Thank you. It's all about (tweaking) constants, I see  :P

In
filtered_error = (1 - filter_constant)*filtered_error + filter_constant*error


Is the bold 'filtered_error' a previous filtered_error value or...?


Yes. Your software is running in a loop so the variable "filtered_error" has a value from last time and now you use the old value in the calculation and it ends up in the new value. Much like using ++i or similar in C.

Quote
Also: is it likely you would dynamically (at runtime) switch using P, I or D terms for a single controller process? I mean do I need to take into account that all methods update the delta-time, I-accumulator and last-error variables in order to allow mixed calling of the P, PI, PD and PID methods?


I've never switched controller types in mid stream. It isn't uncommon to modify the gains as a function of operating conditions (referred to as gain scheduling) but switching between PI and PD or whatever would be unusual.

OH! I forgot to look! Do you have anti-windup on the I term? You need that. Really.  If the output of your controller is at the limit of the physical variable that you are sending to the actuator (e.g. 100% duty cycle)
you need to freeze the integrator so it doesn't keep integrating to some unobtainable value that has to be un-integraged some time later on - that is very destabilizing.  Typically you would compare the output of the controller with the actual limits of whatever your physical output is and either not call the integrator sub-function or just substitute zero for the error in the input to the integrator. I guess you could consider that a dynamic switch but that is not a common terminology.

If you are having trouble sleeping, I drone on and on for about an hour on PID control here... http://www.youtube.com/playlist?list=PL3ea3YrO-K5gxpOrrgKytFBvIzBv_WsXs
« Last Edit: May 14, 2013, 07:50:45 AM by jkerns »
I get paid to play with robots - can't beat that with a stick.

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Offline obiwanjacobiTopic starter

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Re: My first little PID: please comment
« Reply #6 on: May 14, 2013, 08:21:21 AM »
Yes, I wondered about that (about I).

It keeps building up and up and you would have to undo all that. To my naive mind that would cause overshoot and oscillation.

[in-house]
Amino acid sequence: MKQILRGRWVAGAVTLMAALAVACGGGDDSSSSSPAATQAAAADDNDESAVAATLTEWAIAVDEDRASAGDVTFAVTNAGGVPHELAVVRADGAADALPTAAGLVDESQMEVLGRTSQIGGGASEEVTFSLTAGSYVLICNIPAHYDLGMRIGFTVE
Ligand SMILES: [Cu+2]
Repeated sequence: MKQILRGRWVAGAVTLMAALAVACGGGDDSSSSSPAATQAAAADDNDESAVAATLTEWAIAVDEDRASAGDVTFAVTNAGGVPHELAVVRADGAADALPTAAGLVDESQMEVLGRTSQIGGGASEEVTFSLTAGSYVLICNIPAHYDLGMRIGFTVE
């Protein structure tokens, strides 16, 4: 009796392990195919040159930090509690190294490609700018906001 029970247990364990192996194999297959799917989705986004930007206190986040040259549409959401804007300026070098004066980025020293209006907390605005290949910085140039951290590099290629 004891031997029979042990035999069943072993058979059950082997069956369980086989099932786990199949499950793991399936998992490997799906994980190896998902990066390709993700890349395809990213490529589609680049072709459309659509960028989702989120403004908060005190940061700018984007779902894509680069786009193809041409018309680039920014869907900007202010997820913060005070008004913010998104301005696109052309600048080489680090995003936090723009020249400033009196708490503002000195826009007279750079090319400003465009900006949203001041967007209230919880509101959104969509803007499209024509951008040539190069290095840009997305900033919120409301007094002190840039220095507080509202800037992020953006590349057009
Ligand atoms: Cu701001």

So if the I-term reaches the max value it just stops accumulating? Or when the combined output (return value from my methods) reaches max value? I would need some value range management in my class anyway, especially when mulitple P/I/D Terms are added together...

Thinking on the I-term some more, I would even say that if your error is 0 (or within the acceptable error-band) I would simply stop using the I-term altogether and perhaps reset it (to what value I don't know - some % of its current value?) for when it is used later on (when we travel outside the error band) it would otherwise make the system 'jerk'.

Does that make sense?

PS: Had already found your YT channel and I have no trouble sleeping ;-)  Thanx.
« Last Edit: May 14, 2013, 08:25:14 AM by obiwanjacobi »

Offline jkerns

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Re: My first little PID: please comment
« Reply #7 on: May 14, 2013, 08:41:56 AM »
 
Yes, I wondered about that (about I).

It keeps building up and up and you would have to undo all that. To my naive mind that would cause overshoot and oscillation.

So if the I-term reaches the max value it just stops accumulating? Or when the combined output (return value from my methods) reaches max value? I would need some value range management in my class anyway, especially when mulitple P/I/D Terms are added together...

Stop the integrator when the combined output reaches it's limit.


Quote
Thinking on the I-term some more, I would even say that if your error is 0 (or within the acceptable error-band) I would simply stop using the I-term altogether and perhaps reset it (to what value I don't know - some % of its current value?) for when it is used later on (when we travel outside the error band) it would otherwise make the system 'jerk'.

Leave it running. The point of using the I is pretty much to drive the error to zero.  Turning it off or resetting it will just introduce some error to the sytem.

Quote
PS: Had already found your YT channel and I have no trouble sleeping ;-)  Thanx.
;D
« Last Edit: May 14, 2013, 09:02:51 AM by jkerns »
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Offline jwatte

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Re: My first little PID: please comment
« Reply #8 on: May 14, 2013, 10:45:26 AM »
Another option to deal with constantly accumulating I error is to use a leaky integrator for the I term, just like you do for the D term. Except for the D term, it's a single-pole low-pass filter; for the I term it's a single-term high-pass filter.

Also, yes, with an I term you will almost always get a little bit of overshoot. The point of the D term is to limit the slew rate of the response, so that the overshoot can be dampened. With a well tuned system, your I/D control terms will end up being "critically damped" which is a nice place to start from by way of trading responsiveness and damping.

Offline obiwanjacobiTopic starter

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Re: My first little PID: please comment
« Reply #9 on: May 14, 2013, 11:16:56 AM »
Another option to deal with constantly accumulating I error is to use a leaky integrator for the I term, just like you do for the D term. Except for the D term, it's a single-pole low-pass filter; for the I term it's a single-term high-pass filter.

I understand what low-pass and high-pass mean (from audio) but I have no idea how to build code for it...


Another thing I noticed is that I see people mix up the way the delta error is calculated. Some do